In To Kill a Mockingbird, how can the identity of the town of Maycomb best be described, and what does this community fear?

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Karen P.L. Hardison eNotes educator| Certified Educator

Maycomb is a town in which the old is preserved because it is revered--rightly or wrongly. Its geographic location is a telling metaphor for this characteristic: Maycomb is set away from the river, making access difficult. As a result, Maycomb has

remained the same size for a hundred years, an island in a patchwork sea of cotton fields and timberland.

One harmless example of this tenacious preserving of what was is that the pillars of the original courthouse adorn the conflicting style of the Victorian replacement of the fire-destroyed original. A far less harmless and, indeed, to some, overtly harmful example is the preeminence given to any one who is of a white ethnicity--even someone like Bob Ewell, "the disgrace of Maycomb for three generations"--over any one who is descended of an African ethnicity--even someone as admired and respected as Tom Robinson.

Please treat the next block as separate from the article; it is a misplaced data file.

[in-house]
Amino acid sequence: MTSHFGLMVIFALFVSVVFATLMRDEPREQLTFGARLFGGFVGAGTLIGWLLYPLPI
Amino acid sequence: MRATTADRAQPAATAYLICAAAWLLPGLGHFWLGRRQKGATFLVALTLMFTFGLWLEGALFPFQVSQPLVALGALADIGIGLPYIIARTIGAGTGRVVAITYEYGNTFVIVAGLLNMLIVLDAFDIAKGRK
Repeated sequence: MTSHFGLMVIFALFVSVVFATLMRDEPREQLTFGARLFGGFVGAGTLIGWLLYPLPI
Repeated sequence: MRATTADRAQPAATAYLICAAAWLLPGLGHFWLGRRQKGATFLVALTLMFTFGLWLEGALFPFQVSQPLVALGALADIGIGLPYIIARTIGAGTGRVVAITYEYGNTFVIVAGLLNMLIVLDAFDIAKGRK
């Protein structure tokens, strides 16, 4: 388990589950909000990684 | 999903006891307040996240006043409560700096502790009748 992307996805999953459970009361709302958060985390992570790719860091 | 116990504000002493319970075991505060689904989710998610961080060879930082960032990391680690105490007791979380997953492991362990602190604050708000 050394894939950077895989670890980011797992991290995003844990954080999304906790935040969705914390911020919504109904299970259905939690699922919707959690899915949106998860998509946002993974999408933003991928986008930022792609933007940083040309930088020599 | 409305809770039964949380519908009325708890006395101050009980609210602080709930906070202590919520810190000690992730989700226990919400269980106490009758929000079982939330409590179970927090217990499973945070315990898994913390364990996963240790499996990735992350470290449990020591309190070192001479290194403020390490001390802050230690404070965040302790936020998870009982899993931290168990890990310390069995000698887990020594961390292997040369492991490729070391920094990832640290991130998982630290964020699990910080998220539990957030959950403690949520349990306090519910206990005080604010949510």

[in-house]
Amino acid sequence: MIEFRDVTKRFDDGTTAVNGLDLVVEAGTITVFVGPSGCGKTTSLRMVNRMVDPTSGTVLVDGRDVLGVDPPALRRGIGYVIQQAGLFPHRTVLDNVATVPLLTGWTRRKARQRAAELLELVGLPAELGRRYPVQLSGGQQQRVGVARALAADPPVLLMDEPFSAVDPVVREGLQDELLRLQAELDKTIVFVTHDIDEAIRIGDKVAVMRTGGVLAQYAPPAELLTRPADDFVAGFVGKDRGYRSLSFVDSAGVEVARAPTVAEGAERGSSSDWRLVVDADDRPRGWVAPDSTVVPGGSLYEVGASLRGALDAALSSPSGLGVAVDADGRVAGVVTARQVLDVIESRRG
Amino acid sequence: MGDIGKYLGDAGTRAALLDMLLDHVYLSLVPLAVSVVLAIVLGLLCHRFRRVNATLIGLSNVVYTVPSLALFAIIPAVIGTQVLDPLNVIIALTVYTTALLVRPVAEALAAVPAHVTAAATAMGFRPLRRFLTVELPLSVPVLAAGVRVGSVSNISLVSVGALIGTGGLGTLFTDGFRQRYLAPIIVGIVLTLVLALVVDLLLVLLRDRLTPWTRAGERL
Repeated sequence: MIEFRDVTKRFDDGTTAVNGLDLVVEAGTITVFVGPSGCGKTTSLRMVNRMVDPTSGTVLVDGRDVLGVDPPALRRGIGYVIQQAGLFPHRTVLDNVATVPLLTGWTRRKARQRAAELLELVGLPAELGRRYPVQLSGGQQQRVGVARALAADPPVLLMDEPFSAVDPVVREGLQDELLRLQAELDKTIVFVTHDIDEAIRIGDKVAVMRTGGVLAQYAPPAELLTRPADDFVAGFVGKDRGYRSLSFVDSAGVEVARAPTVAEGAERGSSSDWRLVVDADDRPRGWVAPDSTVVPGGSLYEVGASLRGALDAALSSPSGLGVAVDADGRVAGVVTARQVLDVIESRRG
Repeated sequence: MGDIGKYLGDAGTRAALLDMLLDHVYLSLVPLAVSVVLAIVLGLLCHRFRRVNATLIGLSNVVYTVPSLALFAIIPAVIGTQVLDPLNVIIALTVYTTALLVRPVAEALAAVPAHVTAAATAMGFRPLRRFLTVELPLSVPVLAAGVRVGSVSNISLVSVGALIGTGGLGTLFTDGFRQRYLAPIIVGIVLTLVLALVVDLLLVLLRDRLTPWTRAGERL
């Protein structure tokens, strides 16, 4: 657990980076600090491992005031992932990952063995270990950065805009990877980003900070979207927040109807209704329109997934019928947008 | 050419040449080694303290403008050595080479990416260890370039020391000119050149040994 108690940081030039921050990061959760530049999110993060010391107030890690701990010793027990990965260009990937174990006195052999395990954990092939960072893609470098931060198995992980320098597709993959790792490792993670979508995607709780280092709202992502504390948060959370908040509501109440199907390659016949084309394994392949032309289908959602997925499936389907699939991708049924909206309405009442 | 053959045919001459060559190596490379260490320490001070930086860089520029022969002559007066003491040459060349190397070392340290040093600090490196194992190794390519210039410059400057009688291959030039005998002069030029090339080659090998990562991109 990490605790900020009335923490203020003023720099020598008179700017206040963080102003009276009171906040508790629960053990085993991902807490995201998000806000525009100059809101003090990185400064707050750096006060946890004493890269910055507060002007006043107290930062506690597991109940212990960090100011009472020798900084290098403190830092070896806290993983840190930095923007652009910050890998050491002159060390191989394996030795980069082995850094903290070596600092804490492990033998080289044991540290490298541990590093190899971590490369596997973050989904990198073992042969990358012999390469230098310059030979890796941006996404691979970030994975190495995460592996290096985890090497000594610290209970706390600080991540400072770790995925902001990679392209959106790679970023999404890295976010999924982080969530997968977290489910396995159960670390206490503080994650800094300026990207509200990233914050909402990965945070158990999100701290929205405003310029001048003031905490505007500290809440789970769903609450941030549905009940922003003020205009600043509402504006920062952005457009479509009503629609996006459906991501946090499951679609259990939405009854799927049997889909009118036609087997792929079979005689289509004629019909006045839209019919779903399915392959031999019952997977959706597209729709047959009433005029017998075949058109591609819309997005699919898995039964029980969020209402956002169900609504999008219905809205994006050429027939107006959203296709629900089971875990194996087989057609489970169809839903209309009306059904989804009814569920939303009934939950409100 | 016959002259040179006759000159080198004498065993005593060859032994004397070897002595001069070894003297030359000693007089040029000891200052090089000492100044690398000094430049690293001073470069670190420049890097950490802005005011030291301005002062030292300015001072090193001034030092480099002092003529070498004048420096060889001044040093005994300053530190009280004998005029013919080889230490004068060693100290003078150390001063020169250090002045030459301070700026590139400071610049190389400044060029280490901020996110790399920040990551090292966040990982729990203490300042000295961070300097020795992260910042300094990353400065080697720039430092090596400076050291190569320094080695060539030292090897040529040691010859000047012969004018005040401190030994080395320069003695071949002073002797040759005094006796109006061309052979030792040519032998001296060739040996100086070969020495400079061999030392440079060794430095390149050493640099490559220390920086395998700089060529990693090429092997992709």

The basic and essential fear of Maycomb in relation to this descriptive characteristic is that the foundation of the revered antiquity of the past may be shattered and the disturbing reality of the present may cause a revolution in the old way of living, of doing things, and of being as Maycomb is made up of "a people determined to preserve every physical scrap of the past."

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To Kill a Mockingbird

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